The impact of the washing machine is best described in Hans Rosling’s famous TED talk “The Magic Washing Machine.” Rosling does two things particularly well in that talk that relate to my argument here. First, he nicely illustrates the way in which the washing machine ended the backbreaking work that laundry was and is for women who lack one. Second, and more important, he shows us that the consequences of this particular innovation were not just material but moral.
Yes, women lived easier and more comfortable lives, but the power of Rosling’s talk comes at the end, when, after earlier loading the washing machine with clothes, he pulls out books, pointing out that the time freed up by the machine enabled his mother to read, including to her children, and to learn English. “You put in clothes, you get out books.” That is the real measure of human progress that the washing machine brought: It enabled women to have the time to get educated, educate their children, and become full and equal citizens. Economic progress is both moral and material. The improvements in the ways in which women are able to live and the ways in which they are treated by men are the moral gains of economic progress.
But even Rosling does not quite get the full story, as much as I adore that talk. At the end, he very powerfully thanks “industrialization, steel mills, power stations, and chemical processing industries” that gave women time to read books. As great as all of that is, it’s worth noting that he’s still focused on technology (i.e., invention) as the source of that progress. At an earlier point in the talk he comments that “if you give people democracy, they will vote for washing machines.”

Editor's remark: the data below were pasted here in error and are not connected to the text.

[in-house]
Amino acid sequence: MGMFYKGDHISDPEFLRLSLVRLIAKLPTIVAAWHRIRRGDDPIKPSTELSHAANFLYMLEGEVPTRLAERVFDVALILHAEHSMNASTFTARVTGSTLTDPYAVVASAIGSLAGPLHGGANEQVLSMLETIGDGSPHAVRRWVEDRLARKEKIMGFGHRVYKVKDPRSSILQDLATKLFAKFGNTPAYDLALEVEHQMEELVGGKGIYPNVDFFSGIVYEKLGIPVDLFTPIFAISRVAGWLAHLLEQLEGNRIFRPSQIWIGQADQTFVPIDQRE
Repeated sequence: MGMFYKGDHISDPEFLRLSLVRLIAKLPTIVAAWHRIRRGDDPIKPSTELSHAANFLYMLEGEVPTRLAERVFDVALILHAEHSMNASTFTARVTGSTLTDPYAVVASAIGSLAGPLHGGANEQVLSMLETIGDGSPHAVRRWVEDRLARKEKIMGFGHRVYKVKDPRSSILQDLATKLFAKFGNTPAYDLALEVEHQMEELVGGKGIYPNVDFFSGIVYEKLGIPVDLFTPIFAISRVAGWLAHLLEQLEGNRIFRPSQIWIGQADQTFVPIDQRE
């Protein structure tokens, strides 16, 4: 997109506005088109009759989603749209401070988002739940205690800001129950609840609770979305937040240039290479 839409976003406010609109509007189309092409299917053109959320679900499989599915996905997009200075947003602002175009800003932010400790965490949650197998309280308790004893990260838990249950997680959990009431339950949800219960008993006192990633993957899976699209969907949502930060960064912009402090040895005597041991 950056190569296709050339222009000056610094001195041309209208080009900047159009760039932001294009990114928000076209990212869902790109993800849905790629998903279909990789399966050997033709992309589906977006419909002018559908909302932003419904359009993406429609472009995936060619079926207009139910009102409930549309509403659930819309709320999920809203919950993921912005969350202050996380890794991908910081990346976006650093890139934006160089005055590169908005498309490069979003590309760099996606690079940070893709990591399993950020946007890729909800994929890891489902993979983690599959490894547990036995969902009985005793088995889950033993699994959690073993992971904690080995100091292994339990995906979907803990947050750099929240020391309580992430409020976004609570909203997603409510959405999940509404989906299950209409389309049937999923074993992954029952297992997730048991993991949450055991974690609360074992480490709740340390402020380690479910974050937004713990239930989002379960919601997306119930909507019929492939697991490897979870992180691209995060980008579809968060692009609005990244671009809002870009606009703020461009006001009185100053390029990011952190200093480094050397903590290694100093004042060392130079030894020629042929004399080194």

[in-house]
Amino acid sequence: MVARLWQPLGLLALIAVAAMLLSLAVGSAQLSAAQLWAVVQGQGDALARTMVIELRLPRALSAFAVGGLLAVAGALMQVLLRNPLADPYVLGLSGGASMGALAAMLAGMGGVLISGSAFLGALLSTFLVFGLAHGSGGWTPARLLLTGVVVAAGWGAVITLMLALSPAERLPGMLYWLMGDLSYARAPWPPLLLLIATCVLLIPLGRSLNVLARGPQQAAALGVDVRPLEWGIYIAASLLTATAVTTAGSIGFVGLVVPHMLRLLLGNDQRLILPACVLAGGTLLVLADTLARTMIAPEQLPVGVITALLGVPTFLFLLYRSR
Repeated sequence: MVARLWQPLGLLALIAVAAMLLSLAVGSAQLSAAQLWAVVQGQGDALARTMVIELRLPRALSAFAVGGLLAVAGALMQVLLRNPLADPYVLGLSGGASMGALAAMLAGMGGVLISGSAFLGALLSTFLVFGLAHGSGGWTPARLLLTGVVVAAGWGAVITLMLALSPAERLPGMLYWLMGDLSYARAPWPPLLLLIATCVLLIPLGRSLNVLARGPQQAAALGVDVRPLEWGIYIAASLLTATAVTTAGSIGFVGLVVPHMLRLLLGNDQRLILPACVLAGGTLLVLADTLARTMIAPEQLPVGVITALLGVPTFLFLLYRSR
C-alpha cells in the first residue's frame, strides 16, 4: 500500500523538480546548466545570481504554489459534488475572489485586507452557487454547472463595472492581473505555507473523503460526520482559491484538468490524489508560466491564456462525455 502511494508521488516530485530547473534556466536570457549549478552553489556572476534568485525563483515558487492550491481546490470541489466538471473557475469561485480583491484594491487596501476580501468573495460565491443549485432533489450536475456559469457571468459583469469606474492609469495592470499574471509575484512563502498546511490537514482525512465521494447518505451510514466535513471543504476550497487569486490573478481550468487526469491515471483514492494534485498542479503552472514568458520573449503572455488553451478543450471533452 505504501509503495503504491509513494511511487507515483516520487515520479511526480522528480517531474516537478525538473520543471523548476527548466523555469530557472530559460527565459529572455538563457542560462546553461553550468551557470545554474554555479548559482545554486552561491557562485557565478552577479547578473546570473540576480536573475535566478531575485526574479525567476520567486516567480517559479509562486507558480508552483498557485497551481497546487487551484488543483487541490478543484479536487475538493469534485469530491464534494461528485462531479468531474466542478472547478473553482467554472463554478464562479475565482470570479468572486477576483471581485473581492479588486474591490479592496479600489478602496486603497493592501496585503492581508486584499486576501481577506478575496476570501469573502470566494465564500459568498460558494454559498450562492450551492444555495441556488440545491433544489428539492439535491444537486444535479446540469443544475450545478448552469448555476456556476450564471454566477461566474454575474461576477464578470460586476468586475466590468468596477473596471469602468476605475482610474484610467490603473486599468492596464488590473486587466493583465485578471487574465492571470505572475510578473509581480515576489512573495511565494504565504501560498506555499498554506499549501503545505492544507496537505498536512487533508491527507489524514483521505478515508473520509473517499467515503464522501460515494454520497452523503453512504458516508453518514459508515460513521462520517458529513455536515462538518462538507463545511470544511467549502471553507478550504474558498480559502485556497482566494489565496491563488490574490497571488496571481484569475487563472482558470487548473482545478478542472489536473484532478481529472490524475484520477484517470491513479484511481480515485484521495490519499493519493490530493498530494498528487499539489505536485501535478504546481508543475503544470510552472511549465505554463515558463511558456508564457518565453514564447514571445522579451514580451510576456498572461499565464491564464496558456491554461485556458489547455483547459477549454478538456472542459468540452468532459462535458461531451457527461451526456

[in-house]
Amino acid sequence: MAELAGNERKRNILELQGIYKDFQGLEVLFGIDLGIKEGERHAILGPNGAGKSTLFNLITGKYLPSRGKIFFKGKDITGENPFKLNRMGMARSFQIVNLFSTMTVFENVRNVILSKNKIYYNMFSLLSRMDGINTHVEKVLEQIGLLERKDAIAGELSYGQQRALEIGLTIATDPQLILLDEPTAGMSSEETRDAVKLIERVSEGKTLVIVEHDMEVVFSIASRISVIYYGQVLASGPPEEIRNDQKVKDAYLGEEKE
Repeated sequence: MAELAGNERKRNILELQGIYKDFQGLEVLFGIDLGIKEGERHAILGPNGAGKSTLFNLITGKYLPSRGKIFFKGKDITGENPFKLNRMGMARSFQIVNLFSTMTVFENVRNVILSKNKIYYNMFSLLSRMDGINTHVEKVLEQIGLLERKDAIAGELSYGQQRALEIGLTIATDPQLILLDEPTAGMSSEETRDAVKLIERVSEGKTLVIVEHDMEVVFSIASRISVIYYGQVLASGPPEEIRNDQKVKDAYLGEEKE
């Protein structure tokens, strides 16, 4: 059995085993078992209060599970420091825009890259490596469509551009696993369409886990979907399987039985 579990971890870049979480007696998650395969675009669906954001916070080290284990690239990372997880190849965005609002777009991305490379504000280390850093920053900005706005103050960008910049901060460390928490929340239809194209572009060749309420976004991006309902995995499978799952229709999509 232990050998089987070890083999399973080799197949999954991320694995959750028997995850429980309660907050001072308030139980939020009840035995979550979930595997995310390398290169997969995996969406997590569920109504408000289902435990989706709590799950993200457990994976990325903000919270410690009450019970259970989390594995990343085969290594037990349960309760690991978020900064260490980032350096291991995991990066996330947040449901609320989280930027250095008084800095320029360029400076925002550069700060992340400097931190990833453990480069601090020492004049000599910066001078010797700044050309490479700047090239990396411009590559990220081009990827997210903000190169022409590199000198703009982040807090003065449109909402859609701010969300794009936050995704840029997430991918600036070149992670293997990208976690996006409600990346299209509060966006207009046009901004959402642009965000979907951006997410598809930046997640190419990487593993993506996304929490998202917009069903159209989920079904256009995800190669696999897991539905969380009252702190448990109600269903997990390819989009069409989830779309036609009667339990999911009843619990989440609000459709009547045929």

What’s interesting here is what he’s missing. We didn’t get washing machines by voting for them, and technology alone isn’t enough. What’s missing is an explicit recognition of the importance of the liberal institutions of the market. We got washing machines because we had markets and their associated institutions, which enabled that invention to become an innovation through competition and the signals of profit and loss. It was also the market, and not the technology per se, that enabled the cost of those machines to be driven down such that 84 percent of U.S. households below the poverty line had one in 2005. It’s competition, guided by the signals made possible by the liberal institutions of the market, that has raised wages and reduced costs and spread washing machine usage to more and more of the planet, improving the lives of women both materially and morally.
Even though Rosling misses this important point, the way he talks about the progress brought about by the washing machine is right on the mark. Economics is not (just) about the material world and material progress. It’s about how human ingenuity in an environment of freedom, thanks to liberal institutions, makes the world a better place morally as well. From the interdependence created by the division of labor and exchange, and the mutual “thank you” that characterizes it, to the way in which free trade among nations promotes peace, economics helps us to understand how liberal institutions free the ultimate resource of humanity to create human progress and a society of cooperation instead of conflict.
The deep lesson of Julian Simon’s work, and one that I hope I’ve emphasized here and elsewhere in my own contributions, is that there’s nothing automatic about human progress. The amazing gains we have seen, and the crucial role of the ultimate resource of human ingenuity in making them possible, are real, but they can only work in an environment characterized by the institutions of the liberal order.
As we concern ourselves more and more with spreading both human progress and the gains in equality that progress engenders to more of the planet, we must foreground the role of liberalism in making that possible. It would be a tragic irony if those who are the most passionate advocates for the greater progress of the poor and historically marginalized managed to, in their understandable zeal to correct historical wrongs, destroy the institutions that have made the very real past progress of those groups possible.
A defense of liberal institutions is needed now more than ever, and Julian Simon’s work, and the work of the previous winners of the Simon Award, will be crucial in providing it.